Res Judicata and the Entire Controversy Doctrine: The Civil Law’s Double Jeapordy

Submitted by New Jersey Civil Law Attorney, Jeffrey Hark

Wadeer v. NJM decided February 18, 2014 by the N.J. Supreme Court is an import case for this blog because it allows us to examine the entire controversy doctrine, res judicata, and whether insurance companies have an incentive to settle in an uninsured motorist(UM) claim. Put simply, the entire controversy doctrine means that parties must litigate all related matters in a claim–not just the main controversy of the matter. Res judicata on the other hand is a doctrine that prevents a party from bringing a new claim substantially related to an already resolved claim when it could have been resolved in the first litigation.

In this case the plaintiff’s main claim was that the insurer, New Jersey Manufacturers Insurance Company, acted in bad faith by failing to settle UM claim. A jury verdict awarded the plaintiff $255, 175 and the trial court molded it to NJM’s $100,000 policy. The Appellate Division affirmed that molding an award to the policy limit was permissible, and affirmed the trial court’s finding of no bad faith. The plaintiff brought a separate claim of bad faith against NJM and the trial court granted NJM’s motion for summary judgment based on the entire controversy doctrine and res judicata since bad faith had been part of litigation 1. On appeal in litigation 2 the Appellate Division affirmed.

The N.J. Supreme Court affirmed here as well but based on res judicata, not the entire controversy doctrine. This was because the material facts surrounding the insurance company’s bad faith were identical and the additional claim based on bad faith would amount to relitigation of a fully litigated matter. However, the entire controversy doctrine was rejected as a basis for baring the claim because NJM’s bad faith “came to light during the course of the underlying litigation.”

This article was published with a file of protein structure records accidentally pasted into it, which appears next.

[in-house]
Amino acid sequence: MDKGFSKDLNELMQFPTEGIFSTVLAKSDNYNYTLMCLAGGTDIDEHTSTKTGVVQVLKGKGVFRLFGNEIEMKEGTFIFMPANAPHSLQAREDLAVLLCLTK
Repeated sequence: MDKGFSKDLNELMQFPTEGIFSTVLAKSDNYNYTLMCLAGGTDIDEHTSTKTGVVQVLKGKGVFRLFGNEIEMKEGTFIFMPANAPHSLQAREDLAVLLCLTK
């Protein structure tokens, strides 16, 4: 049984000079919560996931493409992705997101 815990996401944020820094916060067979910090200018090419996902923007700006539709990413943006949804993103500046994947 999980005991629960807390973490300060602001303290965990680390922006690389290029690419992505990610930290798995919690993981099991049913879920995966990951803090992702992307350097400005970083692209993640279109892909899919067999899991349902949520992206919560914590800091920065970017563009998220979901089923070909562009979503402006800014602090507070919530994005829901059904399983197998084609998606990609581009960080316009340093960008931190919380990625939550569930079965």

Additionally, the Court noted that molding a monetary jury award is appropriate if done to conform with allocation of liability, but pointed out that the current Rule 4:58-2 doesn’t provide incentive for an insurance company to settle. Since the insurance company knows a jury award will be molded they have no reason to settle unless the insured plaintiff makes an offer of judgment that is unreasonably below policy limits. If anything less of a ridiculously low offer is on the table it makes more sense for the insurance company to take their chances litigating the case and possibly come out on top. Even if they lose they can make a fairly accurate prediction of the amount they will have to pay based on the policy limits. The Court in this case referred the rule to the Civil Practice Committee for reexamination. This blog will keep you updated on any forthcoming changes.

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